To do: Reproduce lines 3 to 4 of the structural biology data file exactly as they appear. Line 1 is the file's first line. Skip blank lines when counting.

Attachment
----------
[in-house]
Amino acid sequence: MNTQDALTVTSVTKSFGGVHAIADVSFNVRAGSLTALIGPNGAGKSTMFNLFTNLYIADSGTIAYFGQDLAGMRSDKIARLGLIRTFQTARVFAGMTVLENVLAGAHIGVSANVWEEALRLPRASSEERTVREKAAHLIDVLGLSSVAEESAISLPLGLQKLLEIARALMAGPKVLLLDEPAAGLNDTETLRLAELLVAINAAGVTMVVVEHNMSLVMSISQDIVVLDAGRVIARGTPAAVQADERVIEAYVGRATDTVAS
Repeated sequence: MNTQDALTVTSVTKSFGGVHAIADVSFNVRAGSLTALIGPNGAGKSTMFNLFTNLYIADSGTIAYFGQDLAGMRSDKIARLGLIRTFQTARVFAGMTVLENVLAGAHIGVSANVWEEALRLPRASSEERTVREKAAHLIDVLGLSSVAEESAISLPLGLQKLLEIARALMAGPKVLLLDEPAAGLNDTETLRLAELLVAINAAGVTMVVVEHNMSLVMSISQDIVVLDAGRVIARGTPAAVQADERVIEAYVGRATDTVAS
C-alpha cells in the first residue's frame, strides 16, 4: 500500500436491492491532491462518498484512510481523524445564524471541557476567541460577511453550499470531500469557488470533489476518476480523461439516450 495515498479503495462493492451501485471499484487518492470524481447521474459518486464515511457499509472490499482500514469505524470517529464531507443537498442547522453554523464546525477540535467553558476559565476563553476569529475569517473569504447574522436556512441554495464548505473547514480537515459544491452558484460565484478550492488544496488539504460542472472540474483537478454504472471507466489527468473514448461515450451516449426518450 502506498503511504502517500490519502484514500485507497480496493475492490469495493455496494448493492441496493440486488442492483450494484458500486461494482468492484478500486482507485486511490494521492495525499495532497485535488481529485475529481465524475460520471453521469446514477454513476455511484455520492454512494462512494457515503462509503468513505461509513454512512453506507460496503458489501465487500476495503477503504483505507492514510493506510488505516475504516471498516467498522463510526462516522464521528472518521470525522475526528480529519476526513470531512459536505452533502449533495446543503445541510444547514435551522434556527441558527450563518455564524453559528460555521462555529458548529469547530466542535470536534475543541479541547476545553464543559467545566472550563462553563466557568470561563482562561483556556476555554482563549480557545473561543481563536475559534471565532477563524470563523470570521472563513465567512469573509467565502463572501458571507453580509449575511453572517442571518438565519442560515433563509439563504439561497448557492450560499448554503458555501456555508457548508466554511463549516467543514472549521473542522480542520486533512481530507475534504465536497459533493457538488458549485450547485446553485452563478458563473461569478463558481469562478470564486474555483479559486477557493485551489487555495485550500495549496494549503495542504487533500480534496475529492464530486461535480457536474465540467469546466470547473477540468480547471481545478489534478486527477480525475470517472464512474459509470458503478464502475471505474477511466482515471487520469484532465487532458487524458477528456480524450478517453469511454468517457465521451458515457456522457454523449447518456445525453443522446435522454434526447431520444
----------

Repeated sequence: MNTQDALTVTSVTKSFGGVHAIADVSFNVRAGSLTALIGPNGAGKSTMFNLFTNLYIADSGTIAYFGQDLAGMRSDKIARLGLIRTFQTARVFAGMTVLENVLAGAHIGVSANVWEEALRLPRASSEERTVREKAAHLIDVLGLSSVAEESAISLPLGLQKLLEIARALMAGPKVLLLDEPAAGLNDTETLRLAELLVAINAAGVTMVVVEHNMSLVMSISQDIVVLDAGRVIARGTPAAVQADERVIEAYVGRATDTVAS
C-alpha cells in the first residue's frame, strides 16, 4: 500500500436491492491532491462518498484512510481523524445564524471541557476567541460577511453550499470531500469557488470533489476518476480523461439516450 495515498479503495462493492451501485471499484487518492470524481447521474459518486464515511457499509472490499482500514469505524470517529464531507443537498442547522453554523464546525477540535467553558476559565476563553476569529475569517473569504447574522436556512441554495464548505473547514480537515459544491452558484460565484478550492488544496488539504460542472472540474483537478454504472471507466489527468473514448461515450451516449426518450 502506498503511504502517500490519502484514500485507497480496493475492490469495493455496494448493492441496493440486488442492483450494484458500486461494482468492484478500486482507485486511490494521492495525499495532497485535488481529485475529481465524475460520471453521469446514477454513476455511484455520492454512494462512494457515503462509503468513505461509513454512512453506507460496503458489501465487500476495503477503504483505507492514510493506510488505516475504516471498516467498522463510526462516522464521528472518521470525522475526528480529519476526513470531512459536505452533502449533495446543503445541510444547514435551522434556527441558527450563518455564524453559528460555521462555529458548529469547530466542535470536534475543541479541547476545553464543559467545566472550563462553563466557568470561563482562561483556556476555554482563549480557545473561543481563536475559534471565532477563524470563523470570521472563513465567512469573509467565502463572501458571507453580509449575511453572517442571518438565519442560515433563509439563504439561497448557492450560499448554503458555501456555508457548508466554511463549516467543514472549521473542522480542520486533512481530507475534504465536497459533493457538488458549485450547485446553485452563478458563473461569478463558481469562478470564486474555483479559486477557493485551489487555495485550500495549496494549503495542504487533500480534496475529492464530486461535480457536474465540467469546466470547473477540468480547471481545478489534478486527477480525475470517472464512474459509470458503478464502475471505474477511466482515471487520469484532465487532458487524458477528456480524450478517453469511454468517457465521451458515457456522457454523449447518456445525453443522446435522454434526447431520444